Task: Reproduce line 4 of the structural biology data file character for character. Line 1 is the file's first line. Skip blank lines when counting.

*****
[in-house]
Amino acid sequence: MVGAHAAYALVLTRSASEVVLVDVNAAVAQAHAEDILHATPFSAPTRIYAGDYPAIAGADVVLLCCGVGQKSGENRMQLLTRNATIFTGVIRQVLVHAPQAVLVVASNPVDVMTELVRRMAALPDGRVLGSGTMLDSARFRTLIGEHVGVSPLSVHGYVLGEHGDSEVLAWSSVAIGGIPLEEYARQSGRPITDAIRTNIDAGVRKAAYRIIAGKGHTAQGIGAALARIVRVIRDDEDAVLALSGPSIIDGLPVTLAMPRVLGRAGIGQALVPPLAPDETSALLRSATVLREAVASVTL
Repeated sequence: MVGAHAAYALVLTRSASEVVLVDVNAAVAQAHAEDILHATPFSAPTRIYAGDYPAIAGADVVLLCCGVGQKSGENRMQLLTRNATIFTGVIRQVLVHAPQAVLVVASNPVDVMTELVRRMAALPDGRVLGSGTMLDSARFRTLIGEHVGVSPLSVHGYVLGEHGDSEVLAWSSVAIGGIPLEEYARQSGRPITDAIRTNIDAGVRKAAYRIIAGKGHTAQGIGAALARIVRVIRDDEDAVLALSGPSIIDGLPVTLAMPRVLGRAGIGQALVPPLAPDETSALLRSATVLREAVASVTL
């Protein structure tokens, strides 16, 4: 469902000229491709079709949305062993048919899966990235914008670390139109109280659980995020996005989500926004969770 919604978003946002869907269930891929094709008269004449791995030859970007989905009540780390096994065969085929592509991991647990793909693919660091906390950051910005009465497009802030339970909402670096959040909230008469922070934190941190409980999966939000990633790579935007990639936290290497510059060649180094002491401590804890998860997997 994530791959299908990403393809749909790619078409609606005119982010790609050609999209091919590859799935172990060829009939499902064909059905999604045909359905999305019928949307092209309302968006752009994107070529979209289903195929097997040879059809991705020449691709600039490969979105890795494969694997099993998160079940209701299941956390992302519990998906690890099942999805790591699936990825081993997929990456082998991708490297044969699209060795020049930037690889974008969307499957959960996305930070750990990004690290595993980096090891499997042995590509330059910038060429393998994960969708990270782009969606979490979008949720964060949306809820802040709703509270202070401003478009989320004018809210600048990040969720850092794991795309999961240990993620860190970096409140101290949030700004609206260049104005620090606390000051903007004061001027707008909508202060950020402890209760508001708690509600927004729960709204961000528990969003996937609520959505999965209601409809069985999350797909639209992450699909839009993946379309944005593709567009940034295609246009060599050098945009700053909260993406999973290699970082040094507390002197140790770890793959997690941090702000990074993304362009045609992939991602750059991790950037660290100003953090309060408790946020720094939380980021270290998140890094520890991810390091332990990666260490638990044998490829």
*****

């Protein structure tokens, strides 16, 4: 469902000229491709079709949305062993048919899966990235914008670390139109109280659980995020996005989500926004969770 919604978003946002869907269930891929094709008269004449791995030859970007989905009540780390096994065969085929592509991991647990793909693919660091906390950051910005009465497009802030339970909402670096959040909230008469922070934190941190409980999966939000990633790579935007990639936290290497510059060649180094002491401590804890998860997997 994530791959299908990403393809749909790619078409609606005119982010790609050609999209091919590859799935172990060829009939499902064909059905999604045909359905999305019928949307092209309302968006752009994107070529979209289903195929097997040879059809991705020449691709600039490969979105890795494969694997099993998160079940209701299941956390992302519990998906690890099942999805790591699936990825081993997929990456082998991708490297044969699209060795020049930037690889974008969307499957959960996305930070750990990004690290595993980096090891499997042995590509330059910038060429393998994960969708990270782009969606979490979008949720964060949306809820802040709703509270202070401003478009989320004018809210600048990040969720850092794991795309999961240990993620860190970096409140101290949030700004609206260049104005620090606390000051903007004061001027707008909508202060950020402890209760508001708690509600927004729960709204961000528990969003996937609520959505999965209601409809069985999350797909639209992450699909839009993946379309944005593709567009940034295609246009060599050098945009700053909260993406999973290699970082040094507390002197140790770890793959997690941090702000990074993304362009045609992939991602750059991790950037660290100003953090309060408790946020720094939380980021270290998140890094520890991810390091332990990666260490638990044998490829």